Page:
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Daniel Cormier is the kind of champion that makes you read between the lines

Esther Lin, MMA Fighting

If there’s a temptation to turn fighters into pieces on a chess board after a big bout — to ask them “who’s next” while they’re still bleeding and broken, at the same time tamping dirt on the vanquished — Daniel Cormier is the rare figure that is always there to remind everyone of a simple fact: Namely, that he’s human. He did it again on Saturday night in Boston after defeating Volkan Oezdemir in the co-main event at UFC 220. When the idea of fighting Stipe Miocic next for the heavyweight title was brought up, an intoxicating new idea floated by UFC president Dana White moments after both retained their respective titles, Cormier talked about getting back to his California cul-de-sac where he can mow his lawn, like your average, everyday Daniel.

In his biggest moments, Cormier has the demeanor of an old friend you bump into at the grocery store.

He gives you little details about his life and the way he’s come to appreciate things. He talks about his children, and his coaches driving five hours a day to train him. He could just as easily talk about the gardenias that are coming up, or the escalating price of gas — he’s just that conversational. He’s not the superhuman that we necessarily desire in a light heavyweight champion. What Cormier is, is superbly human. He’s red-blooded and concerned, a father who happens to fight, a fighter who happens to champion others. If there’s something he does as sublime as snap another man’s will in half, it’s to communicate the essences of his journey. He’s so down to earth we don’t know what to think of him.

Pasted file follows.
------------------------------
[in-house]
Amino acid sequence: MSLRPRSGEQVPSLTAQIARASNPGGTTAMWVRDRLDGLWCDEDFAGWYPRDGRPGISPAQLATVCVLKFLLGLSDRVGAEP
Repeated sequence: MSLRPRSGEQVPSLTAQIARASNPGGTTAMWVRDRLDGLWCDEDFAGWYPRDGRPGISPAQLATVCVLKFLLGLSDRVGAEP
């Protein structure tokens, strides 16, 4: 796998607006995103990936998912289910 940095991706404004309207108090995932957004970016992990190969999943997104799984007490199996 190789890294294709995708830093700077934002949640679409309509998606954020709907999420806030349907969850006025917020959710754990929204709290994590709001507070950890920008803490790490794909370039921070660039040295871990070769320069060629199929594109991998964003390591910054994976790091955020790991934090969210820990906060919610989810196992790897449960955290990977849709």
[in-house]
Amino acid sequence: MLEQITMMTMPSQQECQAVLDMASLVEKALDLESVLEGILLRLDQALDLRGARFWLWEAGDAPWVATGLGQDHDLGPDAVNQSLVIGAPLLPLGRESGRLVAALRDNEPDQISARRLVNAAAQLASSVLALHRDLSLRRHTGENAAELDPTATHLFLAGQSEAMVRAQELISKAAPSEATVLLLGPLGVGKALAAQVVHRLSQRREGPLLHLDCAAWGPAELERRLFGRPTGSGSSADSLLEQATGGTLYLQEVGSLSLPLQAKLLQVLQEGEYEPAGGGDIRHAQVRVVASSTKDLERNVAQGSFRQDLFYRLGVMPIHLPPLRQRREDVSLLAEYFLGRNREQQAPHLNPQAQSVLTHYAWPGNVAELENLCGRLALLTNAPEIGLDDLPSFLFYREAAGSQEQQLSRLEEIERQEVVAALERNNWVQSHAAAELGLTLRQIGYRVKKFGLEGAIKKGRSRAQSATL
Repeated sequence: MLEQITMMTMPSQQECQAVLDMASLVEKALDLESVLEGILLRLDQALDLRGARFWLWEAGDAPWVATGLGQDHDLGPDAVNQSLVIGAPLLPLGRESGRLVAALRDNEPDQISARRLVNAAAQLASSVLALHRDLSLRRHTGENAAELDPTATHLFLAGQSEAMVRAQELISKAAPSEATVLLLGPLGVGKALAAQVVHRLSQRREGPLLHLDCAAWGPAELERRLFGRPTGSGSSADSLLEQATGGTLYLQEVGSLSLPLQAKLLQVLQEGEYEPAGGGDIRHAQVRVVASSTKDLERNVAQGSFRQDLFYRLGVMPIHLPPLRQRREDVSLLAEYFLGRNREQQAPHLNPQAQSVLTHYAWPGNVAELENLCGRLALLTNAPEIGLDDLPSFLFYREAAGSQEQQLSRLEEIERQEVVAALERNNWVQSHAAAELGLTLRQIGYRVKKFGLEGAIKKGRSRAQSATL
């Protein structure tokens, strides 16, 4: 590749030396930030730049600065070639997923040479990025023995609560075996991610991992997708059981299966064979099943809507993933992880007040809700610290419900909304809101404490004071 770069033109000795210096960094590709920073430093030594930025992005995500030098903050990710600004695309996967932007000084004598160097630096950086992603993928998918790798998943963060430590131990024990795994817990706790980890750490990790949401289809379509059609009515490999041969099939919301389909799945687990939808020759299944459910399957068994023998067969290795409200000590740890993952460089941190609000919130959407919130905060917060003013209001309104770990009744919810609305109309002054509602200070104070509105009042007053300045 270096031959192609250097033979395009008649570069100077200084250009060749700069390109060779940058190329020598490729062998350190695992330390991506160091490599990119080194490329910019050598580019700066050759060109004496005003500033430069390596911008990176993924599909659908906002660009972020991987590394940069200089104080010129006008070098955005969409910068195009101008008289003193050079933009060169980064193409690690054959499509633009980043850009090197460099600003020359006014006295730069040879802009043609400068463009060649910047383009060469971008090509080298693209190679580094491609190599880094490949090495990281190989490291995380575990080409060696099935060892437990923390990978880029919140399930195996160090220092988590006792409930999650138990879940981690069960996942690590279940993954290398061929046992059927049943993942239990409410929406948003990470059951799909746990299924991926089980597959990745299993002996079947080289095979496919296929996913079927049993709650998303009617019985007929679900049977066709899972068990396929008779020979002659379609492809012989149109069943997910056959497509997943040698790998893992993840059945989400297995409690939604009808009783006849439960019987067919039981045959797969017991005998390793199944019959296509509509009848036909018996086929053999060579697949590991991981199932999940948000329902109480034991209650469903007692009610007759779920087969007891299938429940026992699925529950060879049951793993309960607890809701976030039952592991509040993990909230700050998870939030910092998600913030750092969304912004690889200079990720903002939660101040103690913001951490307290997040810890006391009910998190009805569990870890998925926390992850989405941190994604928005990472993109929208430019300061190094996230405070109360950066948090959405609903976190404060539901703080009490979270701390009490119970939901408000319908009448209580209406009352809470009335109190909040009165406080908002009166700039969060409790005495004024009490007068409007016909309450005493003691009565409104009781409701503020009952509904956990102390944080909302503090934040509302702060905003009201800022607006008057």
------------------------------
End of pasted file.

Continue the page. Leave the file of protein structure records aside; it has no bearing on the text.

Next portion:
Maybe it’s because of his many run-ins with Jon Jones, but it’s weird, you know? In a game of chest-smiting theatrics, Cormier is unique for being so completely normal. He’s polarizingly normal, so relatable as to become unknowable — one might even say egoless, if one didn’t know better. Because he’s decidedly not normal. Everything he does in the cage is exceptional. He is a psychotically driven athlete who is sneakily one of the best fighters in MMA history, who solves reach and height discrepancies and exploits fighter tells. When he nearly choked Oezdemir at the end of the first round, he knew getting the fight back to the ground was the most practical path to victory. Practical and Cormier are bedfellows.

Two minutes later, after a botched single leg that he brilliantly turned into a trip, he was pounding on Oezdemir in a crucifix position. The fans in Boston cheered as the referee intervened, just as many others across the country cheered. What were they cheering? The man? The fighter? Or the fact that we can no longer distinguish?

“It didn’t surprise me [to get those cheers] because I’ve seen a little bit of a shift since the last fight in the level of acceptance that I’ve gotten from the fans,” he said at the post-fight press conference. “Because, although you’ll have some people sprinkled in there that still say stuff that’s negative and kind of look past the fact that I may not have gotten a fair shake on a number of occasions, but the vast majority of people are just kind of like, man this guy’s had some rough luck. Just as he seems to have gotten past this black cloud in his career, that happened.

“I think at its core people are still good, and I think they may sympathize with me a little bit. I think that’s kind of why I got the cheers, and I really did enjoy and appreciate it.”